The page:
However, not meeting my more particular expectations for a genre USUALLY won’t make me like the story less, unless it’s something as outrageous as that kick-ass heroine consents to sharing a husband with another woman type of expectation violation, lol.

Ooh, interesting tip with the worldbuilding to create expectations that our story will be different!

For your example of the original label: dystopian romance with steampunk elements, I was surprised that some readers thought the premise was too dark for a romance, since I thought “dystopian romance” implied VERY dark romance already. XDD But that just goes to show that different readers interpret the same labels differently, haha.

“Er, yeah, the world the heroine lives in is misogynistic to the extreme with sexual slavery and alluded-to rapes, so those readers have a point. But it has a happily ever after ending.”

Wow, this is almost the exact situation with my current story, lol. Except maybe not as extreme as yours. All of the MAIN male characters are very nonsexist and egalitarian, but in that society, I think the majority of males ARE chauvinistic and condescending towards women. 🙁 But there IS sexual slavery and alluded-to-rapes in my story too, but it also has a happily ever after ending…So yeah, mixed genres definitely! ^^

As for being well-read in our genres…I consider myself pretty well-read in fantasy and the martial arts genres. Not sure about romance because most of the romance I read were subplots to those fantasy/ martial arts plotlines, haha. And the only “pure romances” I’ve read were almost all literary classics…But hopefully these experiences from romance subplots and literary classic romances would be enough for me to judge my genres! I do think nevertheless that my main genre in my WIP is romance, as in I think the romance plot between the hero and heroine is THE big plot that threads through the entire book, and the development of their relationship is the most important part of my story, lol!

For the horror genre, I honestly haven’t read much beyond Stephen King’s The Shining and It, as well as some literary classic gothic novels and Edgar Allan Poe’s dark short stories, lol. So maybe—NOT that well-read in horror!

For mystery, I read SOME mysteries, but not a lot. But when I think mysteries, I’m thinking detective stories, yet I’m not sure all stories under the “mysteries” category HAVE to involve detective investigations. Perhaps stories with a lot of mysteries in them where the characters gradually find out the truth behind it all (without directly investigating the mysteries), count as mysteries too? I’m not sure what qualifies as a “mystery”, actually, haha.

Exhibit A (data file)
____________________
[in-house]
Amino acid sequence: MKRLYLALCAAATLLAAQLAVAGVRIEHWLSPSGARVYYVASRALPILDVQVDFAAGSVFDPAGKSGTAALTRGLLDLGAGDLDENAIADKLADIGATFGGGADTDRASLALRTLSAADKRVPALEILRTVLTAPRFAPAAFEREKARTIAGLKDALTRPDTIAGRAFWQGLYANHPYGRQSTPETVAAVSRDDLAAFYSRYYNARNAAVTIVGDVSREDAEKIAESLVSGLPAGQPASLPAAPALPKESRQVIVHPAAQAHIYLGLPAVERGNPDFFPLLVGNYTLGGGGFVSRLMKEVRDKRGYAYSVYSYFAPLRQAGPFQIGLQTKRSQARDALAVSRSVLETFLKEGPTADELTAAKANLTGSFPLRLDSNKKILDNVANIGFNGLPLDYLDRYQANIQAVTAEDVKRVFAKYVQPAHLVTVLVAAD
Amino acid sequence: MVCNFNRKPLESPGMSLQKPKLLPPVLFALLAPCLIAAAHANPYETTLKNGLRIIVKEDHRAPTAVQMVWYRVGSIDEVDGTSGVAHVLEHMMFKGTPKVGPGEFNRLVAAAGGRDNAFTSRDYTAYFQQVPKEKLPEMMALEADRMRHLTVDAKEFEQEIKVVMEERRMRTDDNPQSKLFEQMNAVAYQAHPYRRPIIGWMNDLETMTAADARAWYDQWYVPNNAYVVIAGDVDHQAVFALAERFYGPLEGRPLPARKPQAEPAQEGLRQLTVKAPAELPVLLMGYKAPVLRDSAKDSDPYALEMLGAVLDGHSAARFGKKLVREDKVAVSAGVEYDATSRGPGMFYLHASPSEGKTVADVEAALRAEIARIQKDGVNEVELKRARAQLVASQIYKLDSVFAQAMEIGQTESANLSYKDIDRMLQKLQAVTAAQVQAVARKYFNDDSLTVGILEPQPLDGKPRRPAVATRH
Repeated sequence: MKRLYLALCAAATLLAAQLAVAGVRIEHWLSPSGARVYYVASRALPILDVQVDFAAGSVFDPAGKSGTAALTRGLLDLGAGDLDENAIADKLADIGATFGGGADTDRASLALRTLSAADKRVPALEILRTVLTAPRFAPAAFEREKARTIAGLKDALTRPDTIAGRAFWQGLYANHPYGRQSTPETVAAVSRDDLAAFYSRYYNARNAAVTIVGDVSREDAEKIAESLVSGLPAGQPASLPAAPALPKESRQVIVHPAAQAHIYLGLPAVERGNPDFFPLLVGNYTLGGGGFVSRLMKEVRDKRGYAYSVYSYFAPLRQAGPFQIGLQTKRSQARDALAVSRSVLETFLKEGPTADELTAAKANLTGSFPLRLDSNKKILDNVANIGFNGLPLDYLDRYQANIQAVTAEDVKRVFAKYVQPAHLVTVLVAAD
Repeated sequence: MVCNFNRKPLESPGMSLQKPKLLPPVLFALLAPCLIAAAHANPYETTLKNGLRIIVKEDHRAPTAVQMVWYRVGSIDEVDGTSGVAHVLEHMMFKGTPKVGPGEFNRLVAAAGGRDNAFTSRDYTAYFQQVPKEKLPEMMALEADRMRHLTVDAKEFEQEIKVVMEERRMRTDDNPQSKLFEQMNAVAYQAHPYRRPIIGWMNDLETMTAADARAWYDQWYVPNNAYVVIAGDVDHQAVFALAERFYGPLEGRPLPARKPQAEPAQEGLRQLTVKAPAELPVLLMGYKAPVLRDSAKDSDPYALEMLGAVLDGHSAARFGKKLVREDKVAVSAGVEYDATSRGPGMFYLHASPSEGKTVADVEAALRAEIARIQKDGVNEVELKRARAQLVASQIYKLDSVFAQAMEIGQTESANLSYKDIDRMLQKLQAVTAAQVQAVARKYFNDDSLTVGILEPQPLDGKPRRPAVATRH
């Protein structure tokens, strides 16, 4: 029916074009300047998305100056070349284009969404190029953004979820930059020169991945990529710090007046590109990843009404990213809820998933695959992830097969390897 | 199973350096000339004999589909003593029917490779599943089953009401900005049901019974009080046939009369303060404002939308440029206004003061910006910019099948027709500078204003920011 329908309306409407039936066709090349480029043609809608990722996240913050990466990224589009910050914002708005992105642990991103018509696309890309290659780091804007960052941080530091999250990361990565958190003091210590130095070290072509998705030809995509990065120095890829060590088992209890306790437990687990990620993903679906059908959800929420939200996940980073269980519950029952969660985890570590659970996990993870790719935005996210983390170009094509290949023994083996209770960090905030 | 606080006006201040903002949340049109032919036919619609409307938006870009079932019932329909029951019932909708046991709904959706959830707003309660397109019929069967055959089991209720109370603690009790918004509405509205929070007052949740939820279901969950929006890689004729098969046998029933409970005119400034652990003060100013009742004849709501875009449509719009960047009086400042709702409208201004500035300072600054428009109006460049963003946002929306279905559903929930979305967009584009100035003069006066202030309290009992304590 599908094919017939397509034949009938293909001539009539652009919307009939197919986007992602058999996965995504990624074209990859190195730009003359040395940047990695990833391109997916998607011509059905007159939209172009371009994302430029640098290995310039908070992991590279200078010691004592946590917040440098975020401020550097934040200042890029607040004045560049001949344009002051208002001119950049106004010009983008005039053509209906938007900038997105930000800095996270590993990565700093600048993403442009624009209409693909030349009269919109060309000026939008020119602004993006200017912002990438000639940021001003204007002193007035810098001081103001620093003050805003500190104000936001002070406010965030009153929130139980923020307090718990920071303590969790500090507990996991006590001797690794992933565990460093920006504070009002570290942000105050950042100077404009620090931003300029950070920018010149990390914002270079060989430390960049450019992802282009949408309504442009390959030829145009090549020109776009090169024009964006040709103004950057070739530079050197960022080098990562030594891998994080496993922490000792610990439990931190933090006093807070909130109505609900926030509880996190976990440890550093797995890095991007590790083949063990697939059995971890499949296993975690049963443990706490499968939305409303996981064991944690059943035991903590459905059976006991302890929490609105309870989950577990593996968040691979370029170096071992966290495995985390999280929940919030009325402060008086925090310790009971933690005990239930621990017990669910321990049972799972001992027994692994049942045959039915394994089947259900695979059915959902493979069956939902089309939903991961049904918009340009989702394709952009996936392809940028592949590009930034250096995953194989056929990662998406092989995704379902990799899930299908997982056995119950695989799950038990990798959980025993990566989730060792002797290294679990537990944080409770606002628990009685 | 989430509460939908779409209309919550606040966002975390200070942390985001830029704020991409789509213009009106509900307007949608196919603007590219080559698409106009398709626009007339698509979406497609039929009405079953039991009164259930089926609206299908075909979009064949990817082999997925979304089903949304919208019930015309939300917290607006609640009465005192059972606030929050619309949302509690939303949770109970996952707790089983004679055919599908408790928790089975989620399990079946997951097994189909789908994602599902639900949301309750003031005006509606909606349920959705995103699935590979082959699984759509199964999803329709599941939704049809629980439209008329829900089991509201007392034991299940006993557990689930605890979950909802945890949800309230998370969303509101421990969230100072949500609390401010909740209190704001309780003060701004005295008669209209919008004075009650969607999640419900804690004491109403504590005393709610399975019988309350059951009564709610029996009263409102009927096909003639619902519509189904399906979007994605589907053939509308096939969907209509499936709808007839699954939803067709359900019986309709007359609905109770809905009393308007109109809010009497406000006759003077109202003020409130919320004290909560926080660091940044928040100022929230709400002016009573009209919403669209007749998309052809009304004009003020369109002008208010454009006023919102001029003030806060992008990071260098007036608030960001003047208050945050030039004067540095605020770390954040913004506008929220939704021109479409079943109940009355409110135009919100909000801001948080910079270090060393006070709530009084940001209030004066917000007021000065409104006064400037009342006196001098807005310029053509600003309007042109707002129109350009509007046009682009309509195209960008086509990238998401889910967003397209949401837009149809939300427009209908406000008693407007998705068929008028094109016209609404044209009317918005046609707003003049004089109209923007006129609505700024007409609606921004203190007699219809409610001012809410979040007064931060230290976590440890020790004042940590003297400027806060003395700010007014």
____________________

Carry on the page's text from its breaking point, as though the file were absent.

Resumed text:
Finally, for comedy, I haven’t read much explicitly comedic books except for the many funny children’s/ preteen books I’ve read in my childhood (mostly Jacqueline Wilson’s!) and some literary classics, I suppose. So most of the comedy I’ve absorbed were sideplots to the main fantasy/ sci-fi/ action & adventure plots…Thus, I’m not sure how familiar I would call myself with the comedy genre. It’s like my position with respect to the romance genre, lol. Yet INTUITIVELY I feel my story is mostly very comedic (really lighthearted and friendly and occasionally funny), and that it’s very romantic comedy-esque.

Despite the problem of picking just one genre, on Amazon, there isn’t any explicit mention of WHICH genre my book is in for my book’s webpage. So unless readers want to browse genre categories (which it seems not a lot of readers do), it doesn’t really matter what genre I choose on CreateSpace.

I think I’ll just rely on the book description and world building methods, then. ^^


Jami Gold July 3, 2014 at 3:23 pm

Hi Serena,

We can “tag” books with multiple keywords too, which can help them show up in searches. Also, CreateSpace is JUST print on demand, and you’ll probably be getting more sales with ebooks, so you’d want to check KDP (Kindle Direct Publishing) for their categories (and I believe they allow more than one).

I hope that helps! Otherwise your plan for being specific in the blurb sounds good. Thanks for the comment! 🙂


Serena Yung July 4, 2014 at 2:29 pm

Oh yeah! True for the multiple keywords point. Mmm that would be nice if Kindle Direct Publishing allows more than one category! My problems with publishing on Kindle though, are: 1) One of my series includes a big map, which gets jumbled up as an ebook–not sure how to fix it; and 2) Chinese may not appear perfectly on everyone’s Kindle. My own Kindle replaced some of the Chinese characters with squares when I sent the MS Word docs to it…=_=

Well, maybe there will be a way around that somehow in the future.

But yeah, being specific in the blurb is the way to go! 😀


Jami Gold July 4, 2014 at 5:36 pm

Hi Serena,